On the Querying Process – Rejection

You’ve written the query and three versions of the synopsis (1, 2, and 3 pages). Revised them. Revised them again. Threw them out. Started again. Revised the new versions twice. Sent them to Twitter friends (thank you, lovely Twitter friends). Revised them based on feedback. Twice.

That sounds like a lot of work, right? Distilling the essence of your beautiful baby (your MS) into a page of marketing speak? It is. There’s a lot of “it’s not fair!” that goes on during this process. In fact, most writers consider writing queries and synopses the bane of their existence. We’re writers, creatives. We don’t want to worry about being salesmen. Luckily, I have a marketing background which makes it a teensy bit easier. But only a teensy. I wouldn’t go so far as to say I enjoy this process, but one thing I can say for it is at least it’s an active process. Just like when something really heavy strikes us anger is often what comes up first because it feels active and powerful. While we might feel lost sometimes when doing a query and a synopsis, lost for the right words to describe our literary child, it’s not the hardest part.

I’m actually torn between which is the hardest part – the waiting or the rejection. But more on the waiting later.

Rejection sucks. There’s no other way to look at it. It sucks. Everything I’ve read tells me it gets easier, but I’m finding the opposite. It’s getting harder.

Why? Because I’m getting closer.

With my first novel, I was a complete newbie who knew nothing about the process. The fact that I had finished writing an entire book length work and was actually ballsy enough to let people read it and send it out into the agent world was enough to make me proud. When the rejections (or crickets, in lieu of a response) rolled in, I wasn’t too surprised. I was actually kind of excited, because it meant that someone had read something I had tried to put out, even if they didn’t like it. It made it real. It was the first step. Of course, after dozens of rejections, revisions, and more rejections that came it eventually lost its luster, caving in to a general hopelessness. But I could feel good that I had tried my best.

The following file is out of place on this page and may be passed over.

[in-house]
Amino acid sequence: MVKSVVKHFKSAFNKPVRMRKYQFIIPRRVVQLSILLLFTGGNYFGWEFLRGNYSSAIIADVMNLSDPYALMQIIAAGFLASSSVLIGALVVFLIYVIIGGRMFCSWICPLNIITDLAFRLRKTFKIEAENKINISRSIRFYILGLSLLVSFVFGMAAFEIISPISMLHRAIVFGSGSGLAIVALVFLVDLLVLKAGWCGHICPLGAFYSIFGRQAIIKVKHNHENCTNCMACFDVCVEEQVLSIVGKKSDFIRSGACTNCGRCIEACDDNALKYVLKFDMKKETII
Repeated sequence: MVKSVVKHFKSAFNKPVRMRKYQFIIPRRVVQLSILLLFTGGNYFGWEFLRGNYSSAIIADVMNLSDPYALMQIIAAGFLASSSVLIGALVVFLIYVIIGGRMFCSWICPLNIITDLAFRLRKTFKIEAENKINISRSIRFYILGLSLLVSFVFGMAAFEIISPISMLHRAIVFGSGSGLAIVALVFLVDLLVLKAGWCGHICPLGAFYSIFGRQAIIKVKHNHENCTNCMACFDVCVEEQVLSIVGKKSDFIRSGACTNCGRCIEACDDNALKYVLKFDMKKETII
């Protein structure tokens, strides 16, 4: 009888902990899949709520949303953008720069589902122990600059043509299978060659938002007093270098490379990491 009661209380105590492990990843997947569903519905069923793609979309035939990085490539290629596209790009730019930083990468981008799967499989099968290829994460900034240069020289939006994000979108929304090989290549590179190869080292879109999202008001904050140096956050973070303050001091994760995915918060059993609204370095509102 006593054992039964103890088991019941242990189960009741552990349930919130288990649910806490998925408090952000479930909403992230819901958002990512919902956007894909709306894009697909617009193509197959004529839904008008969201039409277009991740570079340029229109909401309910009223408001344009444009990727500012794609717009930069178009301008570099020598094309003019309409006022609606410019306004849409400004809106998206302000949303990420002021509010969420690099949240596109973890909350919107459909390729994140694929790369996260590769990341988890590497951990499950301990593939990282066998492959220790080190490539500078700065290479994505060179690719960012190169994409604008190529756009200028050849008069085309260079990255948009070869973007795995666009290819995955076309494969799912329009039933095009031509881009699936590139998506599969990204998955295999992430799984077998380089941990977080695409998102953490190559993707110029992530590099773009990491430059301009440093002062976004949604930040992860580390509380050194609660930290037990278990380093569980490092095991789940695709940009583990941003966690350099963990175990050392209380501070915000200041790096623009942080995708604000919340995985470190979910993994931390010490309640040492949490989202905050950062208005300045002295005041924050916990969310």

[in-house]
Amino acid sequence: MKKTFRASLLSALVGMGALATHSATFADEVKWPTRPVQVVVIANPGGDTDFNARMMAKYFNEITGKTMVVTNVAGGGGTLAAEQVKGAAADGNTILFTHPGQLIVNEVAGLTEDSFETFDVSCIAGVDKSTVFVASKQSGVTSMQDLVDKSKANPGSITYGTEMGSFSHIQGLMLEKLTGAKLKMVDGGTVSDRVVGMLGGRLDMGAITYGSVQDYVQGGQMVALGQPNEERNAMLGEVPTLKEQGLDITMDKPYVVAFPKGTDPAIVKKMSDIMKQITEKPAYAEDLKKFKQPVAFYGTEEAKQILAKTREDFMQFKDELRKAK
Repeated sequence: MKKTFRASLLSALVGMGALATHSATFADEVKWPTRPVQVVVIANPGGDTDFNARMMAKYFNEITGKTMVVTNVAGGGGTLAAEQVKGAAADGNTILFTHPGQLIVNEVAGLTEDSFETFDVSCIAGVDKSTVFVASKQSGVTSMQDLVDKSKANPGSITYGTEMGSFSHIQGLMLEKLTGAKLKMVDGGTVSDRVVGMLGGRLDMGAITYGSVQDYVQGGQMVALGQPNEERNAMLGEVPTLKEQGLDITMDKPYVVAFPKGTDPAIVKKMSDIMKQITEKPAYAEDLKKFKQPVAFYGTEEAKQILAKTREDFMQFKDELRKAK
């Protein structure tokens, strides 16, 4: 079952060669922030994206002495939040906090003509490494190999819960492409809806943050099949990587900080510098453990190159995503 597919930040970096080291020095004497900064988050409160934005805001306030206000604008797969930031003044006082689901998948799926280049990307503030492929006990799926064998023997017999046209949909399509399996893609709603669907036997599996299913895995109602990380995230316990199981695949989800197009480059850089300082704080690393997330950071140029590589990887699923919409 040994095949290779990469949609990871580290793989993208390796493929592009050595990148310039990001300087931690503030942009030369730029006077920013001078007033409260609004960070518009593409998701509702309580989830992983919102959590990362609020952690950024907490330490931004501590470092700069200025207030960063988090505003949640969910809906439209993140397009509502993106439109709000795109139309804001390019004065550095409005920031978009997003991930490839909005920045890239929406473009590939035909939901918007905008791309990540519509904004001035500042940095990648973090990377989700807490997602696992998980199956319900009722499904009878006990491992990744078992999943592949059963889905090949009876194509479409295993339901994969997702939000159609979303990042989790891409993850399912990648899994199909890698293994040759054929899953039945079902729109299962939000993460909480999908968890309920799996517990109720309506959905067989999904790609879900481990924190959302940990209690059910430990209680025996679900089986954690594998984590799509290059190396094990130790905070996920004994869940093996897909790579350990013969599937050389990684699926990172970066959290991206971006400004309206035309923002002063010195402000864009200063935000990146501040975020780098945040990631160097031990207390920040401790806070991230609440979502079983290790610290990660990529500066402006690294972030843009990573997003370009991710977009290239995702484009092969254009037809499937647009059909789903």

My second book I have higher hopes for. My writing has grown up a bit, I’ve learned a lot more about the process, I know what agents are looking for. And I truly love the story I’ve written. The characters feel more real to me. The dream is more alive than ever. So the rejections, when they come, are more crushing.

It’s also because I’m more focused on the kind of agent I want, so the agents I do query are people I really wanted to work with. It’s like when you do speed dating and walk away without a connection it’s disappointing but not a big deal, because it was a crapshoot in a room full of strangers. But when you go out with someone you’ve had a crush on for months and then they don’t call — that’s the stuff that sends you right to the Ben & Jerry’s.

The worst part is, 9 times out of ten you get a form rejection, so you can’t gain any valuable insight that can help you improve. (Side note: I am not on my soapbox demanding that every agent should send a personalized rejection to every querier. They do not have time for this, so I understand. See, agents? See how easy I am to work with?) But I’ve been told, and am really starting to believe, that when you do start getting those personalized rejections you’re getting closer. It means your hook is strong enough that they wanted to read more. It means your sample pages kept them reading, even if not for as long as you had hoped. It’s the next step.